Sadness is inevitable. Even the happiest, positive-driven people can feel down from time to time. When a person is sad, it’s usually recommended that they do things they enjoy like: take a relaxing bath, read a book, watch one of their favorite shows and listen to music. When it comes to the latter, people will most likely lean towards listening to upbeat music. But is that the best choice to cure your blues?
In a PLoS One study titled, “The Paradox of Music-Evoked Sadness: An Online Survey,” two researchers explored how people are affected after listening to sad music. The results may not be what you expect. There were 722 people from around the world who participated.
“For many individuals, listening to sad music can actually lead to beneficial emotional effects,” observed researchers Liila Taruffi and Stefan Koelsch. “Music-evoked sadness can be appreciated not only as an aesthetic, abstract reward, but (it) also plays a role in well-being, by providing consolation as well as regulating negative moods and emotions.” In other words, bring on the Adele tracks.
Listening to a sad, slow-tempo song, such as “Someone Like You,” can evoke feelings of “nostalgia, peacefulness, tenderness, transcendence, and wonder.” Taruffi and Koelsch discovered that people who listen to sad music feel better afterwards, especially during emotional distress or moments of loneliness. Sad music can also cause an individual to become more imaginative as they go down memory lane.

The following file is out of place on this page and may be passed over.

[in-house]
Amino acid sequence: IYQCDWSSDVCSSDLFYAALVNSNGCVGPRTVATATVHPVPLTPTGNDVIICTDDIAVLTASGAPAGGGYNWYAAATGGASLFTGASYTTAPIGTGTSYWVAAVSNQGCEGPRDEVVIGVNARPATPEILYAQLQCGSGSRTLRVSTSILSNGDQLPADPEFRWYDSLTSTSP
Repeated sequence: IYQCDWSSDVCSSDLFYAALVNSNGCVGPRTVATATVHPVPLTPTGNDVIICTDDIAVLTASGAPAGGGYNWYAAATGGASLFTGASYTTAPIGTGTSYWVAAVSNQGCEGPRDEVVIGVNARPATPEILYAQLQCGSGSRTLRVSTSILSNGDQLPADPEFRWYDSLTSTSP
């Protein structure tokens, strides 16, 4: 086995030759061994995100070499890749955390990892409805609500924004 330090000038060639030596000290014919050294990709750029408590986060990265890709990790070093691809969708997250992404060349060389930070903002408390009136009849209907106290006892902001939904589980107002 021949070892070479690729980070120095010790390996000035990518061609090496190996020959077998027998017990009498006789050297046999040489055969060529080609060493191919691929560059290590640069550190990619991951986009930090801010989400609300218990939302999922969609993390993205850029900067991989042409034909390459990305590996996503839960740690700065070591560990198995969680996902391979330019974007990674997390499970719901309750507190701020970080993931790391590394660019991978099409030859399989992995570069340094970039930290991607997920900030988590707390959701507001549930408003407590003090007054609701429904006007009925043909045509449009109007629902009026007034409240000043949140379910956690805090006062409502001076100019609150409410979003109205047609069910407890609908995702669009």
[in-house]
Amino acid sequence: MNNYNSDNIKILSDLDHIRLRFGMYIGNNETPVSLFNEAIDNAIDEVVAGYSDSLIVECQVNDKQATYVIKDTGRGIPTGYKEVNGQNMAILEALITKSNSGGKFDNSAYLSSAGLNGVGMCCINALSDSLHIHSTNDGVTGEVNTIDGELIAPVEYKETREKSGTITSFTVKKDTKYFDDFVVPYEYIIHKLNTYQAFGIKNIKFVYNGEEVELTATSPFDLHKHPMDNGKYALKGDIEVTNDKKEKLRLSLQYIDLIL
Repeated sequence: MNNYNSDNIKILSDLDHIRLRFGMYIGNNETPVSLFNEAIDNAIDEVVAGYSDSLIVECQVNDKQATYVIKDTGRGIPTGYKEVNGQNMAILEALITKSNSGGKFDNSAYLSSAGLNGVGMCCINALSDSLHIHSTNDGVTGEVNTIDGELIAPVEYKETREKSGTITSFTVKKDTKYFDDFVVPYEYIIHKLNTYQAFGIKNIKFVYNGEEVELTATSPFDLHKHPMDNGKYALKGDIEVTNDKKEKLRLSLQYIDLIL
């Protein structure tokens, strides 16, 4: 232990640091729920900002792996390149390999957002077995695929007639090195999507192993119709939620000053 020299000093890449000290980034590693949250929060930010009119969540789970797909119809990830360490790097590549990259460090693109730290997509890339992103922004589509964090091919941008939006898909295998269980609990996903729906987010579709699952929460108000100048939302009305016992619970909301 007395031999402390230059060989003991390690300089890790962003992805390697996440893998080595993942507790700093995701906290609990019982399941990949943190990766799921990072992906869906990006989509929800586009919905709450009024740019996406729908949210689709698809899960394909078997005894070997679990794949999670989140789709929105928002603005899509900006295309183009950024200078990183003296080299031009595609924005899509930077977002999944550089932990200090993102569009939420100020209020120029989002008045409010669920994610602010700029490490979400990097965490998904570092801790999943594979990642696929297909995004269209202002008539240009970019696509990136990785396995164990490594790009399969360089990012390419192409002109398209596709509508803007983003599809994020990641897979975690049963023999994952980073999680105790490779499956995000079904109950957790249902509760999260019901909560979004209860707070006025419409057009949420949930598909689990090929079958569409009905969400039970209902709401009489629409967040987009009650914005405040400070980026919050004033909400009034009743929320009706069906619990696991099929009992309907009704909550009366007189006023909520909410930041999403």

Researchers made sure to follow up with a study of people listening to happy music when they were sad. But the same feelings of peacefulness and nostalgia didn’t make an appearance. It’s fair to say that sad music can help people regulate negative emotions and moods. A study by Psychology of Music suggests teenagers use sad music as a coping mechanism that can help control their mood swings.
There are various reasons why people favor listening to sad music when they are sad or not. A study conducted by Durham University in the UK concluded that a possible explanation could be social psychology. An element of this is the validation of negative feelings individuals experience from music. If a person is sad, music has the ability to mirror their situation. When this happens, they are able to connect with the music on a deeper, personal level.
The next time you’re feeling upset or simply in the need of a good cry, turn to your sad music playlist on Spotify. Placebo’s “Battle for the Sun” album does the trick for me, especially their live performances and don’t even dare reading up on the lead singer’s personal life. Sad music will never go out of style so enjoy it. Be open to delve into those undesirable feelings with a few depressing songs. You’ll be feeling better in no time.